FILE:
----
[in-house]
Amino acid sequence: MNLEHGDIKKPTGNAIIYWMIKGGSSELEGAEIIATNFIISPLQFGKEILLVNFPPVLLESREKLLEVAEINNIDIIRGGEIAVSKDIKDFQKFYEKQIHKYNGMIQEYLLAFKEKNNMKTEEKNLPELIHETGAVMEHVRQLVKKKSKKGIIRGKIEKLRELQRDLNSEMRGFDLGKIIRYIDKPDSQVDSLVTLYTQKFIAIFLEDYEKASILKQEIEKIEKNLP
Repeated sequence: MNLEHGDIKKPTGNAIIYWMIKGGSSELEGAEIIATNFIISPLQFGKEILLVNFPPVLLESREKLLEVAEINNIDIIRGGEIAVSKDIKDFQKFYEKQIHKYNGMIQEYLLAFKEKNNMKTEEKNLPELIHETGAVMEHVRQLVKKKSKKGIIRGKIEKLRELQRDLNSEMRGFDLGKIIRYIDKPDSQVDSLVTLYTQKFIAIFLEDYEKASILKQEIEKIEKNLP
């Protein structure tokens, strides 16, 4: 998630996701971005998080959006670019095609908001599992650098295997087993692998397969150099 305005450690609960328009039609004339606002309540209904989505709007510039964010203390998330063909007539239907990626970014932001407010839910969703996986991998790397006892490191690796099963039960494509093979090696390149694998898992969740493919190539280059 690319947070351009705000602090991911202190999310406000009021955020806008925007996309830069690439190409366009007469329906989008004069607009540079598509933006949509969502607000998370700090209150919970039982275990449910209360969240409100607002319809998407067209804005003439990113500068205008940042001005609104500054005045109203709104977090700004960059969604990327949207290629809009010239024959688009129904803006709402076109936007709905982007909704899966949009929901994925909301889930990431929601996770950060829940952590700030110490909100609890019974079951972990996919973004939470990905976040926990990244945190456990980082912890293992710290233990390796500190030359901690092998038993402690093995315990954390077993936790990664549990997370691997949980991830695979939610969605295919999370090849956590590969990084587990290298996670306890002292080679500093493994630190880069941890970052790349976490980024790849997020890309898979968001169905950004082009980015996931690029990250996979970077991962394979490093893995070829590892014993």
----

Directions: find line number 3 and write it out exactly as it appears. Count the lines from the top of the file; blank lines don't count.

Repeated sequence: MNLEHGDIKKPTGNAIIYWMIKGGSSELEGAEIIATNFIISPLQFGKEILLVNFPPVLLESREKLLEVAEINNIDIIRGGEIAVSKDIKDFQKFYEKQIHKYNGMIQEYLLAFKEKNNMKTEEKNLPELIHETGAVMEHVRQLVKKKSKKGIIRGKIEKLRELQRDLNSEMRGFDLGKIIRYIDKPDSQVDSLVTLYTQKFIAIFLEDYEKASILKQEIEKIEKNLP